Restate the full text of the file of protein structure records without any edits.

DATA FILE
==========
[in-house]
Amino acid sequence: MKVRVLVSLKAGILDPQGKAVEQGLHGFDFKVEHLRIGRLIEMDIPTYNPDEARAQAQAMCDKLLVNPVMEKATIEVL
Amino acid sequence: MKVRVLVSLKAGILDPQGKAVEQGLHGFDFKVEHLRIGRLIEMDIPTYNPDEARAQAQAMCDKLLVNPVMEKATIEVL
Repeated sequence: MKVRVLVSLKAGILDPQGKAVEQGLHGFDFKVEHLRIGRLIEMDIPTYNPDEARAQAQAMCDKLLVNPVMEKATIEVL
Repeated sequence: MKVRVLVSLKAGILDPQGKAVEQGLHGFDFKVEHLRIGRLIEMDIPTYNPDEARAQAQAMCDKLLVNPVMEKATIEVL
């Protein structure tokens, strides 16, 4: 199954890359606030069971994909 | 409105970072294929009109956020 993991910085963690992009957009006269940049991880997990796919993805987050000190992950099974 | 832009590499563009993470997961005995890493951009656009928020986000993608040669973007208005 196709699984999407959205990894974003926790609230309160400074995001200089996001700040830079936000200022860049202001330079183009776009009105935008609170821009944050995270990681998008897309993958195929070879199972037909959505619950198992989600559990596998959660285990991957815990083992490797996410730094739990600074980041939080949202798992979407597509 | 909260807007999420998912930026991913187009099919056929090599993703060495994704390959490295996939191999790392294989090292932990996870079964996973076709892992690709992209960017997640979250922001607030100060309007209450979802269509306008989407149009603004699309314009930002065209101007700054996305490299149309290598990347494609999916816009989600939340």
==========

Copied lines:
[in-house]
Amino acid sequence: MKVRVLVSLKAGILDPQGKAVEQGLHGFDFKVEHLRIGRLIEMDIPTYNPDEARAQAQAMCDKLLVNPVMEKATIEVL
Amino acid sequence: MKVRVLVSLKAGILDPQGKAVEQGLHGFDFKVEHLRIGRLIEMDIPTYNPDEARAQAQAMCDKLLVNPVMEKATIEVL
Repeated sequence: MKVRVLVSLKAGILDPQGKAVEQGLHGFDFKVEHLRIGRLIEMDIPTYNPDEARAQAQAMCDKLLVNPVMEKATIEVL
Repeated sequence: MKVRVLVSLKAGILDPQGKAVEQGLHGFDFKVEHLRIGRLIEMDIPTYNPDEARAQAQAMCDKLLVNPVMEKATIEVL
């Protein structure tokens, strides 16, 4: 199954890359606030069971994909 | 409105970072294929009109956020 993991910085963690992009957009006269940049991880997990796919993805987050000190992950099974 | 832009590499563009993470997961005995890493951009656009928020986000993608040669973007208005 196709699984999407959205990894974003926790609230309160400074995001200089996001700040830079936000200022860049202001330079183009776009009105935008609170821009944050995270990681998008897309993958195929070879199972037909959505619950198992989600559990596998959660285990991957815990083992490797996410730094739990600074980041939080949202798992979407597509 | 909260807007999420998912930026991913187009099919056929090599993703060495994704390959490295996939191999790392294989090292932990996870079964996973076709892992690709992209960017997640979250922001607030100060309007209450979802269509306008989407149009603004699309314009930002065209101007700054996305490299149309290598990347494609999916816009989600939340």